IBM looks to water cooling

IBM is looking to expand the use of water-cooling systems in data centres.

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IBM is looking to expand the use of water-cooling systems in data centres.

IBM researchers are counting on a 40 year-old technology to keep modern, state-of-the-art data centres running and allow companies to squeeze more computing power from the electricity they consume.

The power consumed by a rack of servers has risen from around 5 kilowatts (kW) of power per server rack five years ago to as much as 30 kW today, thanks to the introduction of more powerful processors and denser blade servers. And the power-consumption levels will continue rising in the years ahead.

"People want more compute power and we can give it to them because we can package this into a smaller footprint, basically," said Roger Schmidt, chief thermal architect and distinguished engineer at IBM's Server and Workstation Division.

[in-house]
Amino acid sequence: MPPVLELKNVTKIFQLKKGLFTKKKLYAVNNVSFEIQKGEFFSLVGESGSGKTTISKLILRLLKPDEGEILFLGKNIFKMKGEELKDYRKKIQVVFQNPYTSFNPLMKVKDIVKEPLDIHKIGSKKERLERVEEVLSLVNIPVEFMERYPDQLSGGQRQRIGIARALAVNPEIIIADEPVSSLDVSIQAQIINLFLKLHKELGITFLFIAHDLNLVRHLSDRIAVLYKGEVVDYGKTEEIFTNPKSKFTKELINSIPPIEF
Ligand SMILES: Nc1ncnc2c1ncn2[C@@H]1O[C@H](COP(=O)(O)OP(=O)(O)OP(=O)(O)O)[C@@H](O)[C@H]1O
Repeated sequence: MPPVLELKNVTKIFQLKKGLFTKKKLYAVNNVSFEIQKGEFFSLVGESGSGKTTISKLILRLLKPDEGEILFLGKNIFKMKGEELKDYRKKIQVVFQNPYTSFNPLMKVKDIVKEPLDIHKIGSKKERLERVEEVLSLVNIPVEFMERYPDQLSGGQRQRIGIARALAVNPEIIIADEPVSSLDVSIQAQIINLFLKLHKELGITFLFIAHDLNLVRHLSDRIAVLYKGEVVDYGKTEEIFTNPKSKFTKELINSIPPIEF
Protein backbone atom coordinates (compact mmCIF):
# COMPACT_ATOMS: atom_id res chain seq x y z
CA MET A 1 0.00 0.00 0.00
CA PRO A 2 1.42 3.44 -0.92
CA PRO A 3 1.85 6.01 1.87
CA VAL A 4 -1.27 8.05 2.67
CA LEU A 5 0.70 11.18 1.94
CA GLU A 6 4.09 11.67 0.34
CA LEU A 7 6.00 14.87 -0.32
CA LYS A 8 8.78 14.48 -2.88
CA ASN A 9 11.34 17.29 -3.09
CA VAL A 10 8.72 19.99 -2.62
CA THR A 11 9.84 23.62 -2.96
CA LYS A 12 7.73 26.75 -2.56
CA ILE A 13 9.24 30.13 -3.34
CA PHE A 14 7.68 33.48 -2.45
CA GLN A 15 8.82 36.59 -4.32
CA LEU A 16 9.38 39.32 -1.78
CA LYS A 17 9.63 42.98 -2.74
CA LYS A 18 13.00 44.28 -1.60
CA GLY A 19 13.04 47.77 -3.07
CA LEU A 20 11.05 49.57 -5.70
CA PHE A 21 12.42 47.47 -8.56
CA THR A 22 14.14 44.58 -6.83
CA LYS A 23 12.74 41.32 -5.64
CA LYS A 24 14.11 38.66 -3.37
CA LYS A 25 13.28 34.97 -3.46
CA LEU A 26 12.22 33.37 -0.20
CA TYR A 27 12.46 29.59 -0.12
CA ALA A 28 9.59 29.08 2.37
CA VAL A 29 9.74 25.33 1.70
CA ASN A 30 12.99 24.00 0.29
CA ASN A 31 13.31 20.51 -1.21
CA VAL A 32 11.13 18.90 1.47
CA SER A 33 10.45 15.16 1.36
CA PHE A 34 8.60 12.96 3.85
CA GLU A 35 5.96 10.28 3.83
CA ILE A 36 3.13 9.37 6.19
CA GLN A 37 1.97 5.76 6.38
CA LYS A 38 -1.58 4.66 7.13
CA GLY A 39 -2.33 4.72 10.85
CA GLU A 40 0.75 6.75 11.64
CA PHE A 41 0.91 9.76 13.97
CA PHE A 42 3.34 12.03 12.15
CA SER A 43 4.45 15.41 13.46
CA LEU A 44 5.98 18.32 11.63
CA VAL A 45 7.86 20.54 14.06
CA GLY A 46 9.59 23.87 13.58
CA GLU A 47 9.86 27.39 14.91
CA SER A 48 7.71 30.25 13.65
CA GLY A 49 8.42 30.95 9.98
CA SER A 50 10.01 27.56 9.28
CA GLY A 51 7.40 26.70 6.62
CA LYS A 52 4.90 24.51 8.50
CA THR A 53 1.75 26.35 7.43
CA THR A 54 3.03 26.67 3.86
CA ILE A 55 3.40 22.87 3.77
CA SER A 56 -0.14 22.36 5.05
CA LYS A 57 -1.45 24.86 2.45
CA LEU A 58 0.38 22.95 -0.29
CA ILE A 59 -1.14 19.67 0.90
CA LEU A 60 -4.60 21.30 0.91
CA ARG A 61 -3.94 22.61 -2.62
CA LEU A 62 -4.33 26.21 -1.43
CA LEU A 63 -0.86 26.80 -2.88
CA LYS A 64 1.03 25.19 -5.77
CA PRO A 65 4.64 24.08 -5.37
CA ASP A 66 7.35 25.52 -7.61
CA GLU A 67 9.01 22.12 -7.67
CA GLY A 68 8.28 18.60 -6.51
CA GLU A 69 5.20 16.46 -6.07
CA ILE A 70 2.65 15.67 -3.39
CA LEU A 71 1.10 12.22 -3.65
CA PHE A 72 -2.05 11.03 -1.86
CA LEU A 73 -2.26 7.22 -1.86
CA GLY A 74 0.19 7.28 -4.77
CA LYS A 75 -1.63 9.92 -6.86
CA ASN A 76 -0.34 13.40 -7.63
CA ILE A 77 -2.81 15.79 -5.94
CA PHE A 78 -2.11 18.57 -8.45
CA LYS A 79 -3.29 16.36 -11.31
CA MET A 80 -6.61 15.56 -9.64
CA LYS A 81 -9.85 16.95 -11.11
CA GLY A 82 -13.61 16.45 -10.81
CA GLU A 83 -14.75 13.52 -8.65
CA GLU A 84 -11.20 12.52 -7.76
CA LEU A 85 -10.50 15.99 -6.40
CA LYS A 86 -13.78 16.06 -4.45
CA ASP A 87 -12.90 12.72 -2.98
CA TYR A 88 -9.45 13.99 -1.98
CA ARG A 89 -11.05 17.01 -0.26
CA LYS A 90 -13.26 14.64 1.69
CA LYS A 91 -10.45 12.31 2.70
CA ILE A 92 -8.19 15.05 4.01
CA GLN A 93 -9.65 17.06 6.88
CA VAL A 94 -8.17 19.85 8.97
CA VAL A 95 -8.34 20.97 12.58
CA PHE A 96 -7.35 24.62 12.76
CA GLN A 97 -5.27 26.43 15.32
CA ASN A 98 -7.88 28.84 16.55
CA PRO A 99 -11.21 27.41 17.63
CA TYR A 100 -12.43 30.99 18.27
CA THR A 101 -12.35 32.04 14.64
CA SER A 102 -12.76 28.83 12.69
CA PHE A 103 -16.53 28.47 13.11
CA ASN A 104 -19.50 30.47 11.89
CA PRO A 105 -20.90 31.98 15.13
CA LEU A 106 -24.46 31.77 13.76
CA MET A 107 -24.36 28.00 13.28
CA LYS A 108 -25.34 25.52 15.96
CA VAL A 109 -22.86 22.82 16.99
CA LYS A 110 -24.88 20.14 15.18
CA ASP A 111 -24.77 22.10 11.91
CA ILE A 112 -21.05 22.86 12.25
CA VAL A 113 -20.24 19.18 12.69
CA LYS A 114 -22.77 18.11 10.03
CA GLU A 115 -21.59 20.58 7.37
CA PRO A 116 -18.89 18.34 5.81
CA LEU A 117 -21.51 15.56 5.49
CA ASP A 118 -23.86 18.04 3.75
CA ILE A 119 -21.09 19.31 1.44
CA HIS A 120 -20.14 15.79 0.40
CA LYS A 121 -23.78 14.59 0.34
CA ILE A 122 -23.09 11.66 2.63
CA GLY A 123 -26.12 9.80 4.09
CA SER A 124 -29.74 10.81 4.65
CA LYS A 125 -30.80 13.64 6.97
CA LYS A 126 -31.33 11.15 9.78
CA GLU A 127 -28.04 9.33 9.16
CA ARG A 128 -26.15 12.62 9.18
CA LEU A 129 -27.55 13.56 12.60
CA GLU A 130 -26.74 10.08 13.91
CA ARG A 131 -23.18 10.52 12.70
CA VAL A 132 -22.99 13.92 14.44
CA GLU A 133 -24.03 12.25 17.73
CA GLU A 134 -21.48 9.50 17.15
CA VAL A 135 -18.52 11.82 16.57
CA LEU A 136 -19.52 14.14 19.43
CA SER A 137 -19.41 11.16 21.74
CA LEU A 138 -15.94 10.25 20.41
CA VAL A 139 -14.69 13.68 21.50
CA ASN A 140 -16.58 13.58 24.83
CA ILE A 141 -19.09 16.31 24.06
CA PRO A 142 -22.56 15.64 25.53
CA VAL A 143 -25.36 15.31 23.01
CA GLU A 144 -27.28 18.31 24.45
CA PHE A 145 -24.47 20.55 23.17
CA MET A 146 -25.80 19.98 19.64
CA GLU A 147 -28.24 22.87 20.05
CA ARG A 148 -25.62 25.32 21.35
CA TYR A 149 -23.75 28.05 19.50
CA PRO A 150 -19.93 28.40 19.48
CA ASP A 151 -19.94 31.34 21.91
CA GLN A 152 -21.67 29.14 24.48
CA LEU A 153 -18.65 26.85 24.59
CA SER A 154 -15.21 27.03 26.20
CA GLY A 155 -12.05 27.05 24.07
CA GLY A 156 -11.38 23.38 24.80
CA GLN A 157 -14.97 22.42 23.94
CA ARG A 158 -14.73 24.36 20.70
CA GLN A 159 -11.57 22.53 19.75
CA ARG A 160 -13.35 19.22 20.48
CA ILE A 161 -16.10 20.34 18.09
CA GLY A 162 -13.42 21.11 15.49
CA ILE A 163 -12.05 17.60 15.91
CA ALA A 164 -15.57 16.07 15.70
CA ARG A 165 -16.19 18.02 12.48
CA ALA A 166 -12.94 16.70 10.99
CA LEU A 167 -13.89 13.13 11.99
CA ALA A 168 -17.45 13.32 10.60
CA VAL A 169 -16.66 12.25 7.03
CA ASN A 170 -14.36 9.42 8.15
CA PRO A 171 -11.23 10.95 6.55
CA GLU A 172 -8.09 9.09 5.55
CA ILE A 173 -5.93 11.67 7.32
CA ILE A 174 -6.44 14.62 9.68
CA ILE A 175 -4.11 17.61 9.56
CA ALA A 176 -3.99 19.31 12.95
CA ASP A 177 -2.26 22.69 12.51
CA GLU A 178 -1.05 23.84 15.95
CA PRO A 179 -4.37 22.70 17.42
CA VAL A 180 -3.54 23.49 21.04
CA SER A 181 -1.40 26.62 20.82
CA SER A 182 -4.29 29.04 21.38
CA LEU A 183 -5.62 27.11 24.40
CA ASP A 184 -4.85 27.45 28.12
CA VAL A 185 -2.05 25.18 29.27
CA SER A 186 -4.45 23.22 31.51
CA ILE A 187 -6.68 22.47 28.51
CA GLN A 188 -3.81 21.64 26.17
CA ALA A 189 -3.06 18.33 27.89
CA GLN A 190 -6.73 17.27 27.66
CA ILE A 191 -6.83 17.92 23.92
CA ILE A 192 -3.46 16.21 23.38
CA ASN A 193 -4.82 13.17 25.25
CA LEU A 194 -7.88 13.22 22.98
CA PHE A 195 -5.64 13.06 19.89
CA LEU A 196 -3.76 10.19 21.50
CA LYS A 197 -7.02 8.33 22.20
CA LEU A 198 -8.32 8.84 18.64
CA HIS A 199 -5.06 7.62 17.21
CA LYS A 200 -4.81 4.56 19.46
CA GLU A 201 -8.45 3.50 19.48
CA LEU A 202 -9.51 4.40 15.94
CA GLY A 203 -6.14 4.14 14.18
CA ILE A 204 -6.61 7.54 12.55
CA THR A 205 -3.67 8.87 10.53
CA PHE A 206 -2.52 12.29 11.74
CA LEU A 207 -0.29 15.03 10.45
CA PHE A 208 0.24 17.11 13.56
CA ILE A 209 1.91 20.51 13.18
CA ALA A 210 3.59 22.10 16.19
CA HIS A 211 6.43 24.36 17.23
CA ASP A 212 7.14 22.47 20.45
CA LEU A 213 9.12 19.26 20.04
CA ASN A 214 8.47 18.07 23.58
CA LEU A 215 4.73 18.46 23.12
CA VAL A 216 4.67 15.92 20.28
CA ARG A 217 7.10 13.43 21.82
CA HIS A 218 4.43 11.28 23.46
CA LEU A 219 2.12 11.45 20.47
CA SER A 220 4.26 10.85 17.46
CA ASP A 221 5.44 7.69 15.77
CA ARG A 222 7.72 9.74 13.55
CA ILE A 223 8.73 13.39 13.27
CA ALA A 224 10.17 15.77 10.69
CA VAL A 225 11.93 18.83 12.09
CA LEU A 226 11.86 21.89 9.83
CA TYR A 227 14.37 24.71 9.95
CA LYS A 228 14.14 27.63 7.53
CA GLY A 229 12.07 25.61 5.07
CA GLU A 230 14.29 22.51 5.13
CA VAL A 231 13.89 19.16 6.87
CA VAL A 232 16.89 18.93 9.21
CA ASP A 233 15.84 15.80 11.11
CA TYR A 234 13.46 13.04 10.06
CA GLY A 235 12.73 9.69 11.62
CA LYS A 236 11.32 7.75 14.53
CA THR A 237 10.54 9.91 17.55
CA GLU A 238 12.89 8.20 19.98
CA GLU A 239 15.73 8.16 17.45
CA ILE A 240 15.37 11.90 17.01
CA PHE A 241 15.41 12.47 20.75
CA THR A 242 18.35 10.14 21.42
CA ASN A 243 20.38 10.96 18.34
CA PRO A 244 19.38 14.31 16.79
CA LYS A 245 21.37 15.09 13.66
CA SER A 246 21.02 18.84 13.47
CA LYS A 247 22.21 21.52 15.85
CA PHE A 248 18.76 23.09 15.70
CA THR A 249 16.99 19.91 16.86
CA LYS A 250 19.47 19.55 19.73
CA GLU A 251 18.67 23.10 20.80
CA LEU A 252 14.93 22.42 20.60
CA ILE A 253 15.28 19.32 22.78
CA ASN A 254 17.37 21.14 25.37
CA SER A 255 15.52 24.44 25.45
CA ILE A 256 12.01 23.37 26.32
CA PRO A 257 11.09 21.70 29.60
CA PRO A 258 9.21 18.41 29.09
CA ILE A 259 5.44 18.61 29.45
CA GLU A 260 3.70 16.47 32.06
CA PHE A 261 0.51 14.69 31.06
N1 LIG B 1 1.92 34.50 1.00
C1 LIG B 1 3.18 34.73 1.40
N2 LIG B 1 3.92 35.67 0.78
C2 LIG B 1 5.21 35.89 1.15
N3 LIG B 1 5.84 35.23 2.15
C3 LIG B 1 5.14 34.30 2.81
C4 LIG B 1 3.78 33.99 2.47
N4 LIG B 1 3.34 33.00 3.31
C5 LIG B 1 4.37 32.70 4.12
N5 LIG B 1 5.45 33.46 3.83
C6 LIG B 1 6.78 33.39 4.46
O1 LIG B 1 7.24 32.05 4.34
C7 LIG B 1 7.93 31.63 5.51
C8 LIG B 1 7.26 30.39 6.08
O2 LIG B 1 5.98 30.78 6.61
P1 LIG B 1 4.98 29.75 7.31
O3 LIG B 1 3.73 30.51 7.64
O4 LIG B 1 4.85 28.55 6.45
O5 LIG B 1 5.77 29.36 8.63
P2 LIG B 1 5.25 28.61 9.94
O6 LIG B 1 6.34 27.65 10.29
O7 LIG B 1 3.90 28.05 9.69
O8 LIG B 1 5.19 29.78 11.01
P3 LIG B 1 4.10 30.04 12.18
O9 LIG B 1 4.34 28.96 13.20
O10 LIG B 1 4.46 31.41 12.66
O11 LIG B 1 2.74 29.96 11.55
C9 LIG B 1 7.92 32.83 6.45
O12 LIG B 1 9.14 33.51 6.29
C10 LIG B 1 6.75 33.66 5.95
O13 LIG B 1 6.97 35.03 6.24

The challenge that Schmidt and his colleagues face is how to dissipate the increasing levels of heat these systems generate. At the data-centre level, Schmidt sees an expanded role for water cooling as a means to bring heat levels down.

Water cooling, which uses small pipes filled with distilled or de-ionized water to dissipate heat, was first used by IBM to cool mainframe computers during the 1960s. The technology, which was used in more than 90% of mainframes by the mid-1980s, was given a second lease on life in 2005, when IBM introduced its line of Cool Blue water-cooling products.

One such product is IBM's $4,299 (£2,193) Rear Door Heat eXchanger, which attaches to the rear of a server rack. Four inches thick and weighing about 70 pounds when filled with water, the eXchanger can absorb more than half of the heat coming from a server rack, according to IBM.

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